Fantasia Film Festival 2021: Tiong Bahru Social Club (2020)

Tiong Bahru Social Club (2020)

Director (and co-writer): Bee Thiam Tan

Cast: Thomas Pang, Guat Kian Goh, Jalyn Han, Jo Tan, Munah Bagharib, Noorlinah Mohamed

Ah Bee goes on a comedic odyssey through Tiong Bahru Social Club, a data-driven project to create the happiest neighborhood in the world. Little by little, his encounters with the neighborhood’s residents reveal the absurdity of life. – IMDB

Tiong Bahru is a Singaporean comedy film set in Tiong Bahru in a little community that aims to build an algorithm that will generate the most happiness whether its the people, the employees or the environment and activities offered right down to an AI in the room that tries to keep them positive. Yet, this world with all the colorful pastel environment and the smiles at every corner points out a very odd and awkward vibe where happiness is an inner thing and not so much one based on an algorithm.

While its easy to see influences of films like The Grand Budapest Hotel, Paradise Hills or video game We Happy Few (in a less sinister way), whether its from a visual style, color palette or even tone, Tiong Bahru feels a lot more simple and even odd. Perhaps when any community tries to create happiness, it always feels a little overdone and forced and that brings a lot of awkwardness and yet, as the main character Ah Bee leaves his current job to be an employee at the Tiong Bahru Social Club, his already rather simple life with his mother becomes even less fulfilling despite all the positive remarks from his AI or the happy co-workers around him and the happiness workshops, his assigned client Mrs. Wee, an elderly woman who loves cats and thinks of herself as a cat but is very sarcastic about the entire social club concept. As rude and direct that Mrs. Wee is towards everyone, she is almost the anchor of reality in this community and because of that, her character is one that stands out. Much like the two female co-workers Orked and Geok who each of have their own roles in his life with the former having some odd but feels natural and happy interactions versus Geok which eventually is deemed as his “perfect match” and is an awkward interaction where they follow the rules to pursue a happy relationship right down to a nifty little animated scene about having sex.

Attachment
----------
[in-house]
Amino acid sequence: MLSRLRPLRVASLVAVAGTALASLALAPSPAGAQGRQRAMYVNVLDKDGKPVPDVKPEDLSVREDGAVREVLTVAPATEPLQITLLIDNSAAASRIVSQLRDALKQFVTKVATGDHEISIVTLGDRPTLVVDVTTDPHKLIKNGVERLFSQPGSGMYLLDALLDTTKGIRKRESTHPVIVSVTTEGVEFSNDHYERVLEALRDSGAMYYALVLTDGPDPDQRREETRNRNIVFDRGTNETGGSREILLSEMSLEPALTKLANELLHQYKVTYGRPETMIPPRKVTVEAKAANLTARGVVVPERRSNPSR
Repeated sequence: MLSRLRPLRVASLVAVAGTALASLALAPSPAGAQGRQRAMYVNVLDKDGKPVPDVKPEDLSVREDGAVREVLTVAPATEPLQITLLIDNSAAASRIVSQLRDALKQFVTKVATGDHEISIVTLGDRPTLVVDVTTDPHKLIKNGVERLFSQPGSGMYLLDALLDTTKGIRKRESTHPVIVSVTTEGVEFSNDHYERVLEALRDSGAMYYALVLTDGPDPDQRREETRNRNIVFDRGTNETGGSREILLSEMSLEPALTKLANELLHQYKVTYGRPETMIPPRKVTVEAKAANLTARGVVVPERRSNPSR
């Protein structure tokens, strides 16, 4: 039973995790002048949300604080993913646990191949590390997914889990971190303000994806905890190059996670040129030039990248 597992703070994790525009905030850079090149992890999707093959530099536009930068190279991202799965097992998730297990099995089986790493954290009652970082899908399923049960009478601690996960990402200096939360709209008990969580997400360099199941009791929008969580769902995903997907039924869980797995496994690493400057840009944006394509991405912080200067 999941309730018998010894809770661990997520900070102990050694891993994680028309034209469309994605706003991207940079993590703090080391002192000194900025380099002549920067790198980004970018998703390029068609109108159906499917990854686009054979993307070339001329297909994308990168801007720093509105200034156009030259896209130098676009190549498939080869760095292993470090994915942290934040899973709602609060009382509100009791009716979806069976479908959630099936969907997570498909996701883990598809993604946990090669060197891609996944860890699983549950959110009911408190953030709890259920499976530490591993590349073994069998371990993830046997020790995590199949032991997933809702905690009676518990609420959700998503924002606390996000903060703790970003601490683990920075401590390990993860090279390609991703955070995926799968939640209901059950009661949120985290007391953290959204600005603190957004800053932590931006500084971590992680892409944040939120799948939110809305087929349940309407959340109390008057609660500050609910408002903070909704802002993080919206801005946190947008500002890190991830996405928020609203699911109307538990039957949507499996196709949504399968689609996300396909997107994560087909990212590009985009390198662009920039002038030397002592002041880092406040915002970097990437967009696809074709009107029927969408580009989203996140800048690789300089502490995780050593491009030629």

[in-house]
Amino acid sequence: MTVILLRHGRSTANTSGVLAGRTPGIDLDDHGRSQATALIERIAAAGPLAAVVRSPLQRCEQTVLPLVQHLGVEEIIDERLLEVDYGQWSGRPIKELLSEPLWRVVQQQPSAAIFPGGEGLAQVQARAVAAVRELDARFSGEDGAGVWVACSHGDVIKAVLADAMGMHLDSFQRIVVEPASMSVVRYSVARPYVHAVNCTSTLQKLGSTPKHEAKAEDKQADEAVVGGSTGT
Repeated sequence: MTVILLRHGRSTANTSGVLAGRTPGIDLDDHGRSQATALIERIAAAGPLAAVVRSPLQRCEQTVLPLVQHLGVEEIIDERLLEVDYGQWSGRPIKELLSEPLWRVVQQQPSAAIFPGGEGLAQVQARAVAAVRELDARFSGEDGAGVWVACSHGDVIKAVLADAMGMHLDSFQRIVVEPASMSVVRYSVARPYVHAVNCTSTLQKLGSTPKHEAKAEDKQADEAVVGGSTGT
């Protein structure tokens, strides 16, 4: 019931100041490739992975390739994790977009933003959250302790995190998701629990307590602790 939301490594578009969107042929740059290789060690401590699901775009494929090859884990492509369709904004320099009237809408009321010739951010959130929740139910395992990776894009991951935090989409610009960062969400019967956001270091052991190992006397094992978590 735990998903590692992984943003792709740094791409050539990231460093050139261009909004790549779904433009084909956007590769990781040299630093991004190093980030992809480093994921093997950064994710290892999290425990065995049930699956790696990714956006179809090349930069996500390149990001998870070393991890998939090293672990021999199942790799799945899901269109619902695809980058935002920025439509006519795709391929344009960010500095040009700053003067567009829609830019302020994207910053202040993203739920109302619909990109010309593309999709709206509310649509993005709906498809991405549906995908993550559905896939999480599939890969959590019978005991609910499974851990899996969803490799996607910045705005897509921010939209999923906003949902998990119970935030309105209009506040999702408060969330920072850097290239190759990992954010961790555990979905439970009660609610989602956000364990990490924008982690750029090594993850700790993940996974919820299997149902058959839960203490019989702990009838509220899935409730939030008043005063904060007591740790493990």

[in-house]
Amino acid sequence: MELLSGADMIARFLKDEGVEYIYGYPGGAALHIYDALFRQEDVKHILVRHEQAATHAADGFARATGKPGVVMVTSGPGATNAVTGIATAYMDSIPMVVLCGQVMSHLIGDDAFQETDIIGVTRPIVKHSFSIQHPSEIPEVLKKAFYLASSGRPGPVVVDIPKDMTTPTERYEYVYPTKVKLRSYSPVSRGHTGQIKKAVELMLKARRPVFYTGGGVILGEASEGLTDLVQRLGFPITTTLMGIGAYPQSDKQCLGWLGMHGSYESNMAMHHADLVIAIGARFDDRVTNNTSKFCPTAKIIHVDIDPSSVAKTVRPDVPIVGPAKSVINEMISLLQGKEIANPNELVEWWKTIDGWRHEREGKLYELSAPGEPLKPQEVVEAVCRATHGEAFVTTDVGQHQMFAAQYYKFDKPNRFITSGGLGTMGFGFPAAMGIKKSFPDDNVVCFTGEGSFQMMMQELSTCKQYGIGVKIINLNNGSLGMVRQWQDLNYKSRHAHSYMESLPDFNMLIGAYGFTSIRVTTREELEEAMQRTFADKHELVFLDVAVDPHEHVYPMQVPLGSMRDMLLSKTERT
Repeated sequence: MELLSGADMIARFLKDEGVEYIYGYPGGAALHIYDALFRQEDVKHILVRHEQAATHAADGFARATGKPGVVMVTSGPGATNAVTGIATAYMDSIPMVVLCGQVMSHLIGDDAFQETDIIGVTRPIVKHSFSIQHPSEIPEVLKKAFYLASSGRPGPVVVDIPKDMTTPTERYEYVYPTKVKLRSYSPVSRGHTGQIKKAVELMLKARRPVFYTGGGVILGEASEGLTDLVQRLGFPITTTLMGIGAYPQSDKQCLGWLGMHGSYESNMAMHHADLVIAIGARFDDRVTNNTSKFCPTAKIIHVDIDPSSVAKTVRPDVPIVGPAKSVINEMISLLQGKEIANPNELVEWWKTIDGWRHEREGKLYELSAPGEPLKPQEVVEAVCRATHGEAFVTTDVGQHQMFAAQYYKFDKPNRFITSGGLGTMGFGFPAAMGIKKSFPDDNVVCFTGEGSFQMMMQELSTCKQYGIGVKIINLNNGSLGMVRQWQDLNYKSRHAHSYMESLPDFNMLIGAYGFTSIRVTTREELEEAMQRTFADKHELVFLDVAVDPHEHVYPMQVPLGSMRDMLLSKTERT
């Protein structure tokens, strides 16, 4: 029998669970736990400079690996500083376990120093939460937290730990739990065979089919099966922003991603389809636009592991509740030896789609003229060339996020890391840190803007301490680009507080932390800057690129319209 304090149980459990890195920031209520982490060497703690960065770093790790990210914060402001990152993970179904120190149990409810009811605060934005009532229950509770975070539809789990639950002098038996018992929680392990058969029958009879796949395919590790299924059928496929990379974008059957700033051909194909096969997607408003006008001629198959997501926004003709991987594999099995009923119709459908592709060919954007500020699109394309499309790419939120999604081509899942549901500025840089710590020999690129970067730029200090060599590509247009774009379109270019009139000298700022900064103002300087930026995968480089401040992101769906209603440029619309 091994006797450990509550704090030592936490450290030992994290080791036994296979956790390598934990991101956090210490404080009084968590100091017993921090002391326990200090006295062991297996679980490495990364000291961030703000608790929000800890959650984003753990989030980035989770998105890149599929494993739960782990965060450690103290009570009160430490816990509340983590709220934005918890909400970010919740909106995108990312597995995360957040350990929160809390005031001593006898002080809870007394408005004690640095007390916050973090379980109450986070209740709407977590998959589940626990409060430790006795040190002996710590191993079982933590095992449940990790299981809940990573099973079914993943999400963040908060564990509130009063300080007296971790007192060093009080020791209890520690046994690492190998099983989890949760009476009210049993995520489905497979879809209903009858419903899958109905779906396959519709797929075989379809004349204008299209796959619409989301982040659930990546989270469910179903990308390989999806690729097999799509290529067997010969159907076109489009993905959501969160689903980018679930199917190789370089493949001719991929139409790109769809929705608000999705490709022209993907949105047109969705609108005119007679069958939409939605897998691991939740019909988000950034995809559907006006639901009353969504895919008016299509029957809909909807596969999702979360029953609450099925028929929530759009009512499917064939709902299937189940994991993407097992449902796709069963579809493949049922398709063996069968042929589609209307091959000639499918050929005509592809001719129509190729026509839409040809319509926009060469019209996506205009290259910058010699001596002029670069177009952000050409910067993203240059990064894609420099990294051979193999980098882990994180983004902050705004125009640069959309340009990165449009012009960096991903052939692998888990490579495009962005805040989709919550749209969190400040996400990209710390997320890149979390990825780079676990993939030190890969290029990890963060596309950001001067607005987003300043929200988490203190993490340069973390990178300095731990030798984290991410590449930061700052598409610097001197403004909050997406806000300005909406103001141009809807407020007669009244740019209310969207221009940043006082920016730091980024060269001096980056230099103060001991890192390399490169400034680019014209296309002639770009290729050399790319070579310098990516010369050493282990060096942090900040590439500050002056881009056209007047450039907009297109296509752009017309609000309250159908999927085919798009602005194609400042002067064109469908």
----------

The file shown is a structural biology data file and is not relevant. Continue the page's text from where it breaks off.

The film in general focuses on the main character Ah Bee (Thomas Pang) who shares his inner thoughts and remains fairly quiet throughout with the others around him about his thoughts on society and how that’s changed his view of life from the modern society providing too many options that create a difficulty to make decisions to viewing a simple party question of shoot, shag and marry into a philosophical question. Ah Bee is a character in all his oddities and awkwardness. He feels like a person that wants to please those around and trying to break out of his normal routine life to find a whole other sort of routine life in the Social Club that allows him to finally make a decision. Thomas Pang does a great job at carrying this role throughout as there are some very odd moments and probably his most notable connection is with the Tiong Bahru cat (I honestly remember it being how they addressed the cat) which leads to an fantastic scene of him eventually getting a bunch of elderly residents helping him look for a cat. Being a cat person, its both funny and heartwarming. Especially when all these residents were initially there to talk to him about complaints. So much for being a happy community when you think about all the random complaints everyone has.